Legacy Wi-Fi is traditionally an extension of static, wired networks and offers little value in a #GenMobile world. It can’t keep up with this hyper-mobile population, creating a poor user experience and excessive helpdesk calls.
IT doesn’t have the budget or resources to manually reconfigure ports or upgrade fixed networks for every worker’s need. But a software-centric approach allows firms to exercise total control over the mobility experience by collecting and correlating real-time information about users, devices, apps and location.
Mobility-defined networks treat Wi-Fi like air and water. Wi-Fi is considered a utility that’s always on and always available. It doesn’t slow down when lots of people connect or when there are unpredictable spikes in traffic.
The air is stabilised by delivering Wi-Fi at gigabit speeds across a programmable infrastructure – with user data used to steer each worker to the closest access point with the best signal.
These networks also make the process of securing mobile devices simple, adaptive, and automated through self-service.
The air is secured by using standards-based authentication, encryption, and policy-enforcement firewalling capabilities, which provide identity-based controls that enforce application-layer security and prioritisation.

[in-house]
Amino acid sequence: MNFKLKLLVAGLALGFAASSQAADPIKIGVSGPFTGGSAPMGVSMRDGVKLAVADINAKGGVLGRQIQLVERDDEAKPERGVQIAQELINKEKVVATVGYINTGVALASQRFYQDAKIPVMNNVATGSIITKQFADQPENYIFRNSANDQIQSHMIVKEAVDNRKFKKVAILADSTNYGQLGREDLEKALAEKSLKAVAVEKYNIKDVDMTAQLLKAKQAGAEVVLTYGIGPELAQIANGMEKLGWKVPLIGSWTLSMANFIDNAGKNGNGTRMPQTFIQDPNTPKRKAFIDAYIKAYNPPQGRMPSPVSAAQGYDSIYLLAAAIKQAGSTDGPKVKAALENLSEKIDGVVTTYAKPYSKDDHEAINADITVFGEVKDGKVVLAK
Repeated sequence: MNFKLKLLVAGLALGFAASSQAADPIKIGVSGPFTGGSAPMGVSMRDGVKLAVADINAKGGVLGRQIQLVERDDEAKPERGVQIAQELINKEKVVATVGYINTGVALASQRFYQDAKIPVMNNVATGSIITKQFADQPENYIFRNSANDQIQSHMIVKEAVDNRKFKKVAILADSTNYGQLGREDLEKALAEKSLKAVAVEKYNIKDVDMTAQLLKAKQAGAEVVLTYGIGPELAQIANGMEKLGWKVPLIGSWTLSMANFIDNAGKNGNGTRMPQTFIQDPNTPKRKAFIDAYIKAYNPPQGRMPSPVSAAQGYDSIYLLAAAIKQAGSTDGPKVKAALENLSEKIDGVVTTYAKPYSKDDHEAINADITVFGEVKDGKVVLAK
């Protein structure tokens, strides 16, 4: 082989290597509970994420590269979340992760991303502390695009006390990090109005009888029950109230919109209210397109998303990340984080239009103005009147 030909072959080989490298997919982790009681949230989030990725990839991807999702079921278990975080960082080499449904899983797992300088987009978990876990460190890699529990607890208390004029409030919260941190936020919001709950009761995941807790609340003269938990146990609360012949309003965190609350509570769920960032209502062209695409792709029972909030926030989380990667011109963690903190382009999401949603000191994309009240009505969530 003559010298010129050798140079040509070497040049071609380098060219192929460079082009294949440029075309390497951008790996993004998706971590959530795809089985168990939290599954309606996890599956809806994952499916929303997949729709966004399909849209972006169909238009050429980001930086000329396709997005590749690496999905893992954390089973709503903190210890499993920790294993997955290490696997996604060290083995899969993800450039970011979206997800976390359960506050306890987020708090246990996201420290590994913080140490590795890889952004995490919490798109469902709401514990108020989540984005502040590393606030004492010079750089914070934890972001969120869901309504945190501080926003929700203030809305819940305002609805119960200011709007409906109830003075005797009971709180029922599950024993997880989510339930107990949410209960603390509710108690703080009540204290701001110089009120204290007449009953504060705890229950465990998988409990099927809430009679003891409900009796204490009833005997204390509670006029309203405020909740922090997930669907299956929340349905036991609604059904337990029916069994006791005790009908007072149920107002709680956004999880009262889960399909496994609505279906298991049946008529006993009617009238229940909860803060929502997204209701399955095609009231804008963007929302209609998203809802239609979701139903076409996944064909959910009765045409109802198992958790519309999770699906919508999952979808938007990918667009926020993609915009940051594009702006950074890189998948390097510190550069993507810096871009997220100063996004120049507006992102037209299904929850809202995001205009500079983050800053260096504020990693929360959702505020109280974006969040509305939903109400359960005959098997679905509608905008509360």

Logging into work apps, printing and projecting need to be mobile-device friendly. Wi-Fi can be personalised, streamlining the delivery of mobile services and apps without requiring users to provide extensive input on a small keyboard.
Additionally, they automatically match users to network print and projection resources based on their identity, sharing privileges and location.
Finally, mobility-defined networks use next-generation mobility firewalls that perform deep packet-inspection to identify traffic types. This optimises mobile app performance over Wi-Fi – even apps that are encrypted like Microsoft Lync or hidden as web traffic like Box and Google Hangouts.
Encompassing people of all ages and occupations, #GenMobile is defined by its preference for mobility, both in terms of the devices they use and how they use them.